Editor's Note: Our intrepid national correspondent Michael O'Loughlin will be observing the fun at the Al Smith dinner on Oct. 20, so look for a report from him that evening. In the meantime, here's some background on the annual charity event hosted by the Archdiocese of New York from Religion News Service:
This has been an unconventional election by almost any measure, with both candidates garnering record high negatives from the voters and political newcomer Donald Trump—a real estate and casino mogul—lowering the bar on almost every previous standard of acceptable campaign rhetoric.
But the Catholic Church likes nothing better than to stick with tradition, and so Trump, the Republican nominee, and his Democratic opponent, Hillary Clinton, will be headlining the glitzy Al Smith Dinner at the Waldorf-Astoria Hotel in Manhattan on Oct. 20 to trade jokes (hopefully) rather than barbs in a custom that goes back more than 70 years.
“The presidential nominees will share the dais with Timothy Cardinal Dolan, Archbishop of New York, and they will deliver the evening’s speeches in the spirit of collegiality and good-humor that has become a hallmark of the gala,” said a statement issued on Sept. 27 by the New York Archdiocese and the foundation that runs the event.
The Oct. 20 dinner "honors a cause that transcends the polarizing political rhetoric of the day and exemplifies the vision of Gov. Alfred E. Smith, known as 'The Happy Warrior' for his ability to maintain his positive outlook even as he tackled the pressing social issues of his day," the statement said.
The dinner's namesake was the New York governor who in 1928 became the first Catholic nominee for president. Smith was known as a reformer and “man for the people,” but anti-Catholicism was still so virulent at the time and the pre-Depression economy of the 1920s roaring so fiercely that the Democrat was trounced by Republican Herbert Hoover.
A charitable foundation that takes his name was launched in 1946, two years after Smith’s death, and over the years its annual dinner has become “a ritual of American politics,” as historian Theodore H. White put it, where candidates of opposing parties would come together for a few hours of comic relief at the height of an intense campaign battle.
But the white-tie dinner itself has not been free of controversy, especially for its host. Dolan, for example, was excoriated by conservative Catholics in 2012 when he continued the tradition by inviting President Obama, whose stance in support of abortion rights and other issues outraged some.
There was some precedent for Dolan to punt on an invitation to Obama: In 1996, then-Cardinal John O’Connor did not invite either of that year's candidates because he did not want to give President Bill Clinton, an abortion rights supporter who was running for re-election, a church-sponsored platform that tends to show the candidates in a flattering light.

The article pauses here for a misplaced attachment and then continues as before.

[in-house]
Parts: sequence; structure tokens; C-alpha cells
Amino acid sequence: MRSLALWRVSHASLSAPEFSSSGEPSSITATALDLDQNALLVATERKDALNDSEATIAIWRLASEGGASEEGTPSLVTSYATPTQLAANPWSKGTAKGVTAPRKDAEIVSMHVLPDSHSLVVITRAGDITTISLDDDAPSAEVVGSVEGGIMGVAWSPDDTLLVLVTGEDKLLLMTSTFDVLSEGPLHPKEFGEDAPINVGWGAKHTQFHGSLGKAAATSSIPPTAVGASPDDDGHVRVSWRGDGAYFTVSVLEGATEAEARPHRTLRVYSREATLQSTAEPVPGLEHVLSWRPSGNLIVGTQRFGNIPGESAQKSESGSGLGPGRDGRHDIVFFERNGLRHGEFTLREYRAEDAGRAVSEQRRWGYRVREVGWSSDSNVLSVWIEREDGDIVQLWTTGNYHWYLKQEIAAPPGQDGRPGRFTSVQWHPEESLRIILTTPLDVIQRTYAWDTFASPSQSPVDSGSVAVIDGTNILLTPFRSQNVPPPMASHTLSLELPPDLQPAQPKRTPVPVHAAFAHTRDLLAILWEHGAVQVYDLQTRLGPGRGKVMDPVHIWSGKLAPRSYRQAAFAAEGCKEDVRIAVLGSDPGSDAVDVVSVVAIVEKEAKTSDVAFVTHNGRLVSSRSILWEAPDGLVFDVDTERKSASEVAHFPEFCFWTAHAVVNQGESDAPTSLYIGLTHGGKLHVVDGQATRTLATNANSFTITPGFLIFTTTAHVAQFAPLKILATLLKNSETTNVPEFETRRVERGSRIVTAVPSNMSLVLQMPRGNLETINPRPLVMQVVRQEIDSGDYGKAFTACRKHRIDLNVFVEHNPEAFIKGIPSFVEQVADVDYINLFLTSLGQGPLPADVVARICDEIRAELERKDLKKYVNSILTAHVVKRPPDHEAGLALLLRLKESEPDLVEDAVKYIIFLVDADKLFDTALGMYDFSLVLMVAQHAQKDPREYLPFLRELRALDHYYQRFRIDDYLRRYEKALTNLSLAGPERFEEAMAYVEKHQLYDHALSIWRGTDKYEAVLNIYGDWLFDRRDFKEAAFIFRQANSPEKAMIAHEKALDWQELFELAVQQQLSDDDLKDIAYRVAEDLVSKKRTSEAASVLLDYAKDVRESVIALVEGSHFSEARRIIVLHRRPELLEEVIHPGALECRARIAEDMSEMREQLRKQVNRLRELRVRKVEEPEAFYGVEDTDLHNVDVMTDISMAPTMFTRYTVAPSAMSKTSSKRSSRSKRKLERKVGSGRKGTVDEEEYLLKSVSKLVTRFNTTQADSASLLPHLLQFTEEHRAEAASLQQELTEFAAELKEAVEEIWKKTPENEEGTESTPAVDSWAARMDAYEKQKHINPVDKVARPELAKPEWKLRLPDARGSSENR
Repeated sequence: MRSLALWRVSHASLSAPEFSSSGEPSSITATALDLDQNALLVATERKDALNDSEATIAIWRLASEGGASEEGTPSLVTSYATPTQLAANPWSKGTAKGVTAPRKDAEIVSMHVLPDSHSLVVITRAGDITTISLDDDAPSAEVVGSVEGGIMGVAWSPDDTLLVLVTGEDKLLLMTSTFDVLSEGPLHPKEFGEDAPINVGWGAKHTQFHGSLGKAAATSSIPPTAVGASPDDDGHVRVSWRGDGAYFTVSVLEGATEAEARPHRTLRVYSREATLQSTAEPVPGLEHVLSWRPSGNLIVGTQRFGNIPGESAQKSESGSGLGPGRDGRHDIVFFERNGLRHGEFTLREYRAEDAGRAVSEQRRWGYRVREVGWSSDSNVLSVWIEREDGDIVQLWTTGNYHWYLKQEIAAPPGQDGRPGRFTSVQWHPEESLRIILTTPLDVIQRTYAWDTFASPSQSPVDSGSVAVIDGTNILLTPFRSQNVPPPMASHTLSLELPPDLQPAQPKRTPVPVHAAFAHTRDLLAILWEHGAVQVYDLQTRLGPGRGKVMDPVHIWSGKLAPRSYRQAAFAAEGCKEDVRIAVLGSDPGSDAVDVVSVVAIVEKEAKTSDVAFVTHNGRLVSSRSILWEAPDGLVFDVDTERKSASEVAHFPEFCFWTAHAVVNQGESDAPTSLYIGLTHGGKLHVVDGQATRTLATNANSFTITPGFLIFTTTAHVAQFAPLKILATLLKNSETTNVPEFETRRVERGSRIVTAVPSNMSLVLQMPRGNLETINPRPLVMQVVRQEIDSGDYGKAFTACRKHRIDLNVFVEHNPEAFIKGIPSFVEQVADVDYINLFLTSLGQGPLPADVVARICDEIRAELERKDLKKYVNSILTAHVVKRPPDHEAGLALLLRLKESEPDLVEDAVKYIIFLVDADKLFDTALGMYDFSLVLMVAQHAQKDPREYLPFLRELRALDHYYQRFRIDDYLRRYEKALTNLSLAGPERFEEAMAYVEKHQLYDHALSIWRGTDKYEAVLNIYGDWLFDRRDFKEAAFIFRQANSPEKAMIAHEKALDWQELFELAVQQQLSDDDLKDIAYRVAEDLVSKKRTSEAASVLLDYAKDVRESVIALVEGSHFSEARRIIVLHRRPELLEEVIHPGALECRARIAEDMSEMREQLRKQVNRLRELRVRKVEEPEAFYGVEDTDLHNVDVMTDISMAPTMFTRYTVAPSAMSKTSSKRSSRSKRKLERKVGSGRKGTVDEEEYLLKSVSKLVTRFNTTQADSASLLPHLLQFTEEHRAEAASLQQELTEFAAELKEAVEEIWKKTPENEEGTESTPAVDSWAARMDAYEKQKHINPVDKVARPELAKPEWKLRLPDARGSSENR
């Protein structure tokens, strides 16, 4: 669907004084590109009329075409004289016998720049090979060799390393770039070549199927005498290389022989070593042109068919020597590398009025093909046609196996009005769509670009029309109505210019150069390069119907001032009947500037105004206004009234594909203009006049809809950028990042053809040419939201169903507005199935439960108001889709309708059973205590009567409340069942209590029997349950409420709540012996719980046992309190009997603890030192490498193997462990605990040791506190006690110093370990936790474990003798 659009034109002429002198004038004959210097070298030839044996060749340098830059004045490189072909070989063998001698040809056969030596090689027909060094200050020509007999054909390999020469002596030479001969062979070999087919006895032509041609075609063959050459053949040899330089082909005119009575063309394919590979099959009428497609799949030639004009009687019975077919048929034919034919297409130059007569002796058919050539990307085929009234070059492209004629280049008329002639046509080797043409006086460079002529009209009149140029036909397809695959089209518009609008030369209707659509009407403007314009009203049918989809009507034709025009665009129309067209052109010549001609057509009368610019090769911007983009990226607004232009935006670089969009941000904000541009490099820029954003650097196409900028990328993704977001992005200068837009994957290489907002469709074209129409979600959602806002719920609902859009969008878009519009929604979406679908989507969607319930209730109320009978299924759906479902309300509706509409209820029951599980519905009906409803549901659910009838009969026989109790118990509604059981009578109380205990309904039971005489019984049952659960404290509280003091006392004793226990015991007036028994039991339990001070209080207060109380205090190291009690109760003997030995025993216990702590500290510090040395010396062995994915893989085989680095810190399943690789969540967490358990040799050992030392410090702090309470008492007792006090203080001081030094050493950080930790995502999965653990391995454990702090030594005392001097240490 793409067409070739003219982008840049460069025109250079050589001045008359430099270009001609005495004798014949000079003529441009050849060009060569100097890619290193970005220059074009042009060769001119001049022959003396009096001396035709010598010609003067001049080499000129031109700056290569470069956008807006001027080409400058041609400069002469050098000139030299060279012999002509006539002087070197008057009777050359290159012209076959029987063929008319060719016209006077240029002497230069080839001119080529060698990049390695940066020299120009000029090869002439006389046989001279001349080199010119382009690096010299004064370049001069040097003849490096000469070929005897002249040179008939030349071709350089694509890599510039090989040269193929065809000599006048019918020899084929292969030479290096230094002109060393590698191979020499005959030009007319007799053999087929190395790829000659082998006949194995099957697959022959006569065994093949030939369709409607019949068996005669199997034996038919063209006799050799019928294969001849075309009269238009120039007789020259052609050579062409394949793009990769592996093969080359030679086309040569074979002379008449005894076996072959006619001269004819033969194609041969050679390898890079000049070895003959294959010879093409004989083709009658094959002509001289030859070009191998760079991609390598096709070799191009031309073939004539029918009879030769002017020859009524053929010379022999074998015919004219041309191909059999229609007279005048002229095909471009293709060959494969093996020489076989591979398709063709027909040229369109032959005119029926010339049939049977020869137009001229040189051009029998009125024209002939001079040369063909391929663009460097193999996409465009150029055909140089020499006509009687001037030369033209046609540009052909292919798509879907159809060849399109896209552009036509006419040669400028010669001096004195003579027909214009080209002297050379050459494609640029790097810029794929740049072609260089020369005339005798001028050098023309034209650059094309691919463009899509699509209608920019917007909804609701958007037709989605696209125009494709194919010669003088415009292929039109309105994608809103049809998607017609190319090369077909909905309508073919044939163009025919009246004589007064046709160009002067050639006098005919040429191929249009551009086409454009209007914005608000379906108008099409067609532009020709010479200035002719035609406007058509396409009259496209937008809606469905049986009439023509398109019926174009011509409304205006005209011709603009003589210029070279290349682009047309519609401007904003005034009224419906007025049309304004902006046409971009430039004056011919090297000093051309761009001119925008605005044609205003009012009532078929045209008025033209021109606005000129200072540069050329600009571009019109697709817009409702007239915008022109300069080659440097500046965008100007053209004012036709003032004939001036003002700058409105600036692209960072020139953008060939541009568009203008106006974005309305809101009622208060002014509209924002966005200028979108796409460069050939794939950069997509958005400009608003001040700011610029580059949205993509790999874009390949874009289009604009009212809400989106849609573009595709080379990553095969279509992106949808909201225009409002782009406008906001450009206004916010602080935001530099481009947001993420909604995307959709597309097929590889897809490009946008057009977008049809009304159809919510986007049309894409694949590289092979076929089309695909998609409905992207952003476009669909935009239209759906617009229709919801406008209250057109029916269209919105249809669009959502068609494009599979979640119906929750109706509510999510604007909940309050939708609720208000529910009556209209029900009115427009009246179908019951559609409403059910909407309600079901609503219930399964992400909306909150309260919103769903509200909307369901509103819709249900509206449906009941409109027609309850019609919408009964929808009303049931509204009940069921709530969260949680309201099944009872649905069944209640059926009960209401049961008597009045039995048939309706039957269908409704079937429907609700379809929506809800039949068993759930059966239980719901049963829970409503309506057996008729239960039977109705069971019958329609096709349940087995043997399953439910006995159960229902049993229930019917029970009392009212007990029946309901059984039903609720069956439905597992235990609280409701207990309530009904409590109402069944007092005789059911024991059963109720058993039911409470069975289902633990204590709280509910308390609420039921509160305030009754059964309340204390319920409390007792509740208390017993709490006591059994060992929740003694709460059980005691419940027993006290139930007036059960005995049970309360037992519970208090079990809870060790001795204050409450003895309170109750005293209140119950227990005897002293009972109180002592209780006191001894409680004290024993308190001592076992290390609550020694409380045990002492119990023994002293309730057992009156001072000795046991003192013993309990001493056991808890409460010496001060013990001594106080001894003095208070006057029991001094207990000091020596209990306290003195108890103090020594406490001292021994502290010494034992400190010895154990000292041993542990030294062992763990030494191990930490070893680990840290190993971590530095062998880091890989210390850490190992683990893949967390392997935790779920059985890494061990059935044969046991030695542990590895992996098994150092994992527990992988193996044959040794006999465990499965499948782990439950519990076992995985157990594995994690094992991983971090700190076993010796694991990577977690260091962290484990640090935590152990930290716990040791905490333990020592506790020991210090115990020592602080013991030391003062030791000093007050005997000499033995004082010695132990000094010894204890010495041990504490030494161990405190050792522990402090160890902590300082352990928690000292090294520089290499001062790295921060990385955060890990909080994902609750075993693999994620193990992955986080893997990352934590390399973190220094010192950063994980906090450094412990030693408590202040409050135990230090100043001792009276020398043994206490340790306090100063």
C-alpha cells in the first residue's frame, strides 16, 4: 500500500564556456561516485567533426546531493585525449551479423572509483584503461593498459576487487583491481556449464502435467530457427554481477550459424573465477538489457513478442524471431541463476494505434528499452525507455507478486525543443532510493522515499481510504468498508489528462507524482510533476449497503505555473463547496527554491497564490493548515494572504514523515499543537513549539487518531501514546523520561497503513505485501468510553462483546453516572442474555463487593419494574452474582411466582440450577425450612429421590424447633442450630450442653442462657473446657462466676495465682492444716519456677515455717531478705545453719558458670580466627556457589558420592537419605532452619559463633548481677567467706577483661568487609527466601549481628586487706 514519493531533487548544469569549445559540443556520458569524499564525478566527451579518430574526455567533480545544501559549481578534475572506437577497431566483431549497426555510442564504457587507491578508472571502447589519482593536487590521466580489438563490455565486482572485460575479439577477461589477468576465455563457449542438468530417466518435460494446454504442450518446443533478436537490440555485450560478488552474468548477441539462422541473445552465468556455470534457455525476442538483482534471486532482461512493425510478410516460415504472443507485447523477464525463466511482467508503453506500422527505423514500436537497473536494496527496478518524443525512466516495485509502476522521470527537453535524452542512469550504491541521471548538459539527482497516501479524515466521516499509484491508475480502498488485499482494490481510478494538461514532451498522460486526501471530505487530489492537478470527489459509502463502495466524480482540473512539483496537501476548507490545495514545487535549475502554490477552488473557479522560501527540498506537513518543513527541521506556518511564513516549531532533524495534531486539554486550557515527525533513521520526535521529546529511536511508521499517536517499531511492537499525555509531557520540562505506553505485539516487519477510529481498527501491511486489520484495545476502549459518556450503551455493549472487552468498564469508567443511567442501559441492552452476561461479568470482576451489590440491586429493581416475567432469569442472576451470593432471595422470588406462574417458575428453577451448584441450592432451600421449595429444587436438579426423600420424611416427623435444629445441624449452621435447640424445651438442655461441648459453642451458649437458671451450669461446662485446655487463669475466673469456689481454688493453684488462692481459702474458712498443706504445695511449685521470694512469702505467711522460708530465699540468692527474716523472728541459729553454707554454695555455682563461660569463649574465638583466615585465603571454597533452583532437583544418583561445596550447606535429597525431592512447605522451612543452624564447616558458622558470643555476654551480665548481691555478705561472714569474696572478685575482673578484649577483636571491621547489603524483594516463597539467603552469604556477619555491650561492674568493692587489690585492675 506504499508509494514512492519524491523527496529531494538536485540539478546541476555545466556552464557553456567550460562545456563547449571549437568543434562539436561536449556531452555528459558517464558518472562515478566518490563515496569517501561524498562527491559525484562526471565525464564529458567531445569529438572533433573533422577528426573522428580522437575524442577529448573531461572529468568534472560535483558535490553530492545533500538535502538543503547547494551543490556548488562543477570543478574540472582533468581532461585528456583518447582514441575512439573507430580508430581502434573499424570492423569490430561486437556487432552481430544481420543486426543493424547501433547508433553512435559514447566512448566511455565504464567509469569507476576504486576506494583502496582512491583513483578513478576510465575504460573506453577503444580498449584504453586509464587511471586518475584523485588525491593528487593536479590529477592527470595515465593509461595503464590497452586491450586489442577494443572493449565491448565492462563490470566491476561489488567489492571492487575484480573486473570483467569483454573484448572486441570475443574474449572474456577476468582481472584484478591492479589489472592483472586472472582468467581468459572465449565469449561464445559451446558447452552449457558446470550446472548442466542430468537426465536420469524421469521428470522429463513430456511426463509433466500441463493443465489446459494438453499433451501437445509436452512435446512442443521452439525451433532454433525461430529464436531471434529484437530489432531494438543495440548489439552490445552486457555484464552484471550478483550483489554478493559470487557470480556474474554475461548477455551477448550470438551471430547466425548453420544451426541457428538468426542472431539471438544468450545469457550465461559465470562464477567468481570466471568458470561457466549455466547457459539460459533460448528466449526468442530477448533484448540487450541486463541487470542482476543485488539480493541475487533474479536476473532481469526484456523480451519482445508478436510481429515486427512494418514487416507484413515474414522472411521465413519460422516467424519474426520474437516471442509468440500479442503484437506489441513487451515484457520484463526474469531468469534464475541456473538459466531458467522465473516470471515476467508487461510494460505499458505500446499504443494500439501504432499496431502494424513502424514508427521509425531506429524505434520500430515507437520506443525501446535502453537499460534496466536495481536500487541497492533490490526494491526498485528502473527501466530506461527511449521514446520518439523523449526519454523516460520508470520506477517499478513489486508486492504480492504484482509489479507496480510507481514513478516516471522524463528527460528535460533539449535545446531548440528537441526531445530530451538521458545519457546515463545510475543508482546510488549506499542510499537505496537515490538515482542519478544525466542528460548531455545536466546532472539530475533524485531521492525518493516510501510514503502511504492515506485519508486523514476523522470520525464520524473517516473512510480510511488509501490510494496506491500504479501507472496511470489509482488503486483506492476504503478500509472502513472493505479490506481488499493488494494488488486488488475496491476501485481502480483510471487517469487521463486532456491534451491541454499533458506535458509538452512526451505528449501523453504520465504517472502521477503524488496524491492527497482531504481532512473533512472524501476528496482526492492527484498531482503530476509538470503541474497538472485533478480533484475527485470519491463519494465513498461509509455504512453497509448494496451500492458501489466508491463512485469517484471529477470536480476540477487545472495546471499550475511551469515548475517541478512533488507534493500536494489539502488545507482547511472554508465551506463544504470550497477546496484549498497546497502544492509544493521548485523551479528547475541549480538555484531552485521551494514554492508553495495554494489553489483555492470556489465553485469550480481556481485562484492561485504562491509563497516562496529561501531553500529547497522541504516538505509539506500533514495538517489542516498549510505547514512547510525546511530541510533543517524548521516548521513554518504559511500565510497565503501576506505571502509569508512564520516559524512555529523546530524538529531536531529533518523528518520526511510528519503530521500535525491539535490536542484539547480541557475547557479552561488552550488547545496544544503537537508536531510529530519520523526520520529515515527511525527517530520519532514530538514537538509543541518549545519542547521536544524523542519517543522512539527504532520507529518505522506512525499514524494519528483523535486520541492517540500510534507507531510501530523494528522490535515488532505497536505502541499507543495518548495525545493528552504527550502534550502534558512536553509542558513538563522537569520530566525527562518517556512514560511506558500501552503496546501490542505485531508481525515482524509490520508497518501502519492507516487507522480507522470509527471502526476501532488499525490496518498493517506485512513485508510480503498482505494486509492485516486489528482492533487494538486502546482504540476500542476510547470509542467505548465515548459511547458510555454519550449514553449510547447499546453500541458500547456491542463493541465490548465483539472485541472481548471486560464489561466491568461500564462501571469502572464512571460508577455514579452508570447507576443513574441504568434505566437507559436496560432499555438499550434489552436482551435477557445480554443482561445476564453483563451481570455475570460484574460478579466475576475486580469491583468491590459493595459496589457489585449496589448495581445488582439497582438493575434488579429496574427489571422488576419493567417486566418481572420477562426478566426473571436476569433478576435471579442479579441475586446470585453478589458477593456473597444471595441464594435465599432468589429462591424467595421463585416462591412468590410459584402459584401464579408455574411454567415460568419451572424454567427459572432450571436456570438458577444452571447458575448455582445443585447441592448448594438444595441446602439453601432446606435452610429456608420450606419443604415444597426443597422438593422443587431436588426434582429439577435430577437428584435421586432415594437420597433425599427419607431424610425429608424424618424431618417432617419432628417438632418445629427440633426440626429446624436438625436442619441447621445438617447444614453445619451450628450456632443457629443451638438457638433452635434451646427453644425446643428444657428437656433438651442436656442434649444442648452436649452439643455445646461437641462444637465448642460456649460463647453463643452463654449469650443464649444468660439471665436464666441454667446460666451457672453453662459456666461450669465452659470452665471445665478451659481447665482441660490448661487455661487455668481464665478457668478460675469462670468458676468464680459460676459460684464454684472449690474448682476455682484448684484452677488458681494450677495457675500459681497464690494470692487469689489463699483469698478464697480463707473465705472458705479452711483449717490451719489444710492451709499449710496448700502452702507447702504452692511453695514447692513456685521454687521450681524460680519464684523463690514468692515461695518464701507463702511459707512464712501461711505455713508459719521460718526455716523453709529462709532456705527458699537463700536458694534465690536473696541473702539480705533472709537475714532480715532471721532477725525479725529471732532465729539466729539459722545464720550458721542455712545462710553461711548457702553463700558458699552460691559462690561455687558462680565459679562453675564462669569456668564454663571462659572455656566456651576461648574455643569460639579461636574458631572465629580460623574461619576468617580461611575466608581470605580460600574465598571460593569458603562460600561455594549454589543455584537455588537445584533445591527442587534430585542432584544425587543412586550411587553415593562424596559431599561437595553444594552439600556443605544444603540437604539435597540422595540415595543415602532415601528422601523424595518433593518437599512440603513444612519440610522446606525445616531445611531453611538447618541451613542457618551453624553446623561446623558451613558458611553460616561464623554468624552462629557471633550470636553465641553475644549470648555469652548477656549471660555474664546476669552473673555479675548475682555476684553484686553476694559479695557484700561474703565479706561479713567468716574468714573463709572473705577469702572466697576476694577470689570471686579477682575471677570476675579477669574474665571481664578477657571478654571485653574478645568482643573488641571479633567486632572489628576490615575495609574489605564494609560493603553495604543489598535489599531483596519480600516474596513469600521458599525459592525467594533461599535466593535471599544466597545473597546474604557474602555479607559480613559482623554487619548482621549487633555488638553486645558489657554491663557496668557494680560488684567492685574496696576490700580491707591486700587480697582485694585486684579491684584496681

And in 2004, then-Cardinal Edward Egan did not invite either candidate, President George W. Bush or his challenger Democratic nominee, John Kerry, a Catholic who supports abortion rights.
But Dolan is an outgoing personality who tends to prefer engagement to picking fights, and he also enjoys an evening that can showcase his own deft talent for quips.
Four years ago, Dolan defended himself from the critics, saying the dinner is a time for civility, engagement and dialogue -- and raises money for needy children.
“Those who started the dinner 67 years ago believed that you can accomplish a lot more by inviting folks of different political loyalties to an uplifting evening, rather than in closing the door to them,” Dolan wrote at the time.
He added that he believed he was also following the example of Jesus, “who was blistered by his critics for dining with those some considered sinners; and by the recognition that, if I only sat down with people who agreed with me, and I with them, or with those who were saints, I’d be taking all my meals alone.”
Whether Dolan will be criticized again this year, or in the same way, remains to be seen. The real interest may be on how the candidates comport themselves.
Trump has upended conventional Republican politics, especially its family values agenda: He is a thrice-married businessman with a legacy as a playboy and someone who has supported abortion rights and gay rights. He has made headlines by insulting ethnic and religious minorities, women and the handicapped, among others.
While Trump has said he will oppose abortion as president, many remain dubious, and some of his other statements have upset Catholic leaders.
Trump has also shown himself to be relatively thin-skinned when it comes to criticism or teasing, which is unusual for a candidate for such a high office, where calumny and comedy are daily fare.
And if Clinton is not quite the tummler that other candidates have been, she has shown an ability to tweak Trump, as she did in the first of three presidential debates on Monday night.